On December 2, 1980, four US women missionaries were killed in El Salvador by government forces.
The only crime of Maryknoll Sisters Maura Clark and Ita Ford, Ursuline Sister Dorothy Kazel, and lay missionary Jean Donovan was to have worked with the poor.
But theirs was not a work done from a distance, distributing goods to the poor – though they did provide material assistance to the many Salvadorans displaced by governmental repression in the face of an impending civil war.
As Jesus fed the crowds (Matthew 15: 29-37) and Isaiah revealed God’s promise of rich food and choice wines (Isaiah 25: 6-10), these women lived among the poor, served them, and sat at their tables – sharing the rich food of tortillas and beans.
But to give food to the poor can be a crime. It can awaken in them the vision of a world where all can sit down together at the table of the Lord.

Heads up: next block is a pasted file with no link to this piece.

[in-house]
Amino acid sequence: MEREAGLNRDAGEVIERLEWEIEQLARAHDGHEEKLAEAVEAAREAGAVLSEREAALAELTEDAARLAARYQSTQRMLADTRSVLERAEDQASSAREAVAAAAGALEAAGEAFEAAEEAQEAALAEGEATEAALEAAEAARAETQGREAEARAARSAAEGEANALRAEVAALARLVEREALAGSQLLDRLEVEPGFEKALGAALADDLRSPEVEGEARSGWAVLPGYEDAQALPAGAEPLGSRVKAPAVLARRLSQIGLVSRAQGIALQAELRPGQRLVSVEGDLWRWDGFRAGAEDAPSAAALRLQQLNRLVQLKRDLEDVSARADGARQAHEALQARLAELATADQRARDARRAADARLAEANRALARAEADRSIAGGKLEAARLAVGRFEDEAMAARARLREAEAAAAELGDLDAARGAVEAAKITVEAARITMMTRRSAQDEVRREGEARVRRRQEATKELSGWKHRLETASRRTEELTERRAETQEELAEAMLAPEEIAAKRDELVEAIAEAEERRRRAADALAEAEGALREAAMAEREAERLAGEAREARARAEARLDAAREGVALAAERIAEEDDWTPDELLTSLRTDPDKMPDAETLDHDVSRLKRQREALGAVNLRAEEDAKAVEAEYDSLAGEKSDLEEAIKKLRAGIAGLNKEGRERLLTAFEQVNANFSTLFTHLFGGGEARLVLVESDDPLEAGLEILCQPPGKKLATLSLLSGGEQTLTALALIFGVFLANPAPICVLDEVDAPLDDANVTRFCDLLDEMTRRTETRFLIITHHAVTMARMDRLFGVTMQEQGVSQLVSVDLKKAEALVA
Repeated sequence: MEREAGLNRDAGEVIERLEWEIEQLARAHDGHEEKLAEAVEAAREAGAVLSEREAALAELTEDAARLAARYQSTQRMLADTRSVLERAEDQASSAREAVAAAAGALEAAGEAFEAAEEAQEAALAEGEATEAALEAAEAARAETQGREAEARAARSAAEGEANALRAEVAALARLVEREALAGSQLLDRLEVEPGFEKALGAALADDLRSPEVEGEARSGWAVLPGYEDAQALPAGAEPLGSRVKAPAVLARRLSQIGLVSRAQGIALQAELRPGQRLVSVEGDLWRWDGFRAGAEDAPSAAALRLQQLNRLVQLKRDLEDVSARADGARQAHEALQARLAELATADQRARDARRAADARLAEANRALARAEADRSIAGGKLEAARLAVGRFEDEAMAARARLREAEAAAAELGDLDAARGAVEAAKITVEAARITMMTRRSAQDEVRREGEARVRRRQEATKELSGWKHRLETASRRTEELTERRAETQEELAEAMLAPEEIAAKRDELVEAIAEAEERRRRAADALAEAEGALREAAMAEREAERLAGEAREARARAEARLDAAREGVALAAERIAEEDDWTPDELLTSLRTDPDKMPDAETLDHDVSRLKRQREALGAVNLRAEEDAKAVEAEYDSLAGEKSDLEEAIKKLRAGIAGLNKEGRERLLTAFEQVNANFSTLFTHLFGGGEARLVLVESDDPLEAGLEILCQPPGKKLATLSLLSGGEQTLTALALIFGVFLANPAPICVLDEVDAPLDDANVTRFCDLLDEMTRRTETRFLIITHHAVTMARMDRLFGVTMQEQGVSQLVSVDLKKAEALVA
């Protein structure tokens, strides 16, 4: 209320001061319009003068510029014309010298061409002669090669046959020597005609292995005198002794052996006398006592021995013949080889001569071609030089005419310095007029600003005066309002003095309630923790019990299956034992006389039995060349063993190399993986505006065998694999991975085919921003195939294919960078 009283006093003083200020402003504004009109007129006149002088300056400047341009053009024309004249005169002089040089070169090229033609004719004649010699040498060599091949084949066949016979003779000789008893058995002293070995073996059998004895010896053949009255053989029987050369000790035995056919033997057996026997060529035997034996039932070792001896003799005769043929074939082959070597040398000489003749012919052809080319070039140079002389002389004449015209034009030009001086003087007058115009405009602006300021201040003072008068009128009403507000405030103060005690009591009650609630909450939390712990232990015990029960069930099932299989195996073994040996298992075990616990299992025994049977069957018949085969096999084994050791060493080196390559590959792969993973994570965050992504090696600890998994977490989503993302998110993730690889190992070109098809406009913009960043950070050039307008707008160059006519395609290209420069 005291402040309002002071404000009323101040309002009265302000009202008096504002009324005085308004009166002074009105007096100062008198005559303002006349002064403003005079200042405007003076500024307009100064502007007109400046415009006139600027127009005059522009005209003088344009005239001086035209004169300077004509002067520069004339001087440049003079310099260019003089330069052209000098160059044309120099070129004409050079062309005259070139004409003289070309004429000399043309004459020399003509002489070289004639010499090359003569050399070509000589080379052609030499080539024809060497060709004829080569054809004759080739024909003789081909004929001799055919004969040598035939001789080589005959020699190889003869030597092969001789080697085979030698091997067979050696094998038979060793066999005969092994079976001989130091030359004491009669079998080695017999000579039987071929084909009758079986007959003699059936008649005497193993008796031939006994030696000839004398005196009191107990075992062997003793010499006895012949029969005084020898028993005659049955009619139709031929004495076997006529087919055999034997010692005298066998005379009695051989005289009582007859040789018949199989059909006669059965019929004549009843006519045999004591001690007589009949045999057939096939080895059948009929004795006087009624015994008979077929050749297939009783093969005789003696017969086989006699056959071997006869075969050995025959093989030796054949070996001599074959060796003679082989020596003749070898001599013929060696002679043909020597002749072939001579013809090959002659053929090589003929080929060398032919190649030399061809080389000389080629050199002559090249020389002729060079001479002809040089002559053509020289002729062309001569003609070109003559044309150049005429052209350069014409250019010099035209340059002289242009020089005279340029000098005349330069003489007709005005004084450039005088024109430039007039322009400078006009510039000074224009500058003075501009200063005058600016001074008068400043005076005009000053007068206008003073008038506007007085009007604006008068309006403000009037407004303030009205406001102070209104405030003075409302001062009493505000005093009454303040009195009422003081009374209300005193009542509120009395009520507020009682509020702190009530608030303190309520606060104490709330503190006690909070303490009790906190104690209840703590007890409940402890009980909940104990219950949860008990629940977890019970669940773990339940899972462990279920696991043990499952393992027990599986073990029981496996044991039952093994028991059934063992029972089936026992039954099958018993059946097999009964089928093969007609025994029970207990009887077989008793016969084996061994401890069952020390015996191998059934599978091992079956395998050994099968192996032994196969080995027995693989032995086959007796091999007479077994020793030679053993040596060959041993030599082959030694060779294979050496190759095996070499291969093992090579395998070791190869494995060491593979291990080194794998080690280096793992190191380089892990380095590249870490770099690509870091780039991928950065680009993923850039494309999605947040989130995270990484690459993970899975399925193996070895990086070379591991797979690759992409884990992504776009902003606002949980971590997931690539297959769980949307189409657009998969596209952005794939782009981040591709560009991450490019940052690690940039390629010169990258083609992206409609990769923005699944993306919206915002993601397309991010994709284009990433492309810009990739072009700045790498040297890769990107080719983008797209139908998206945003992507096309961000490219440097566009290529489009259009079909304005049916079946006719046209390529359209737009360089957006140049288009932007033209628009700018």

But these women were not political activists, as some US government officials said in an effort to undermine their witness and to support military aid to the repressive Salvadoran government.
No. Their work was based in their faith, in their love of a God who had compassion on the crowds and fed them.
When the Peace Corps was withdrawn from El Salvador, Jean Donovan reiterated her decision to stay and be with the people:
Several times I have decided to leave—I almost could except for the children, the poor bruised victims of adult lunacy…. Whose heart would be so staunch as to favor the reasonable thing in a sea of their tears and loneliness? Not mine, dear friend, not mine.
She, as the other women, had accompanied the people and been converted to the God who takes the side of the poor.
They worshipped a God who became flesh, not in the palace of a king but in a humble manger.
They worshipped a God who had no place to lay his head – and who was killed for offering the people real life in God’s Reign, not the substitute kingdoms of wealth, power, influence.
They worshipped a God who is Love.
And that love is subversive.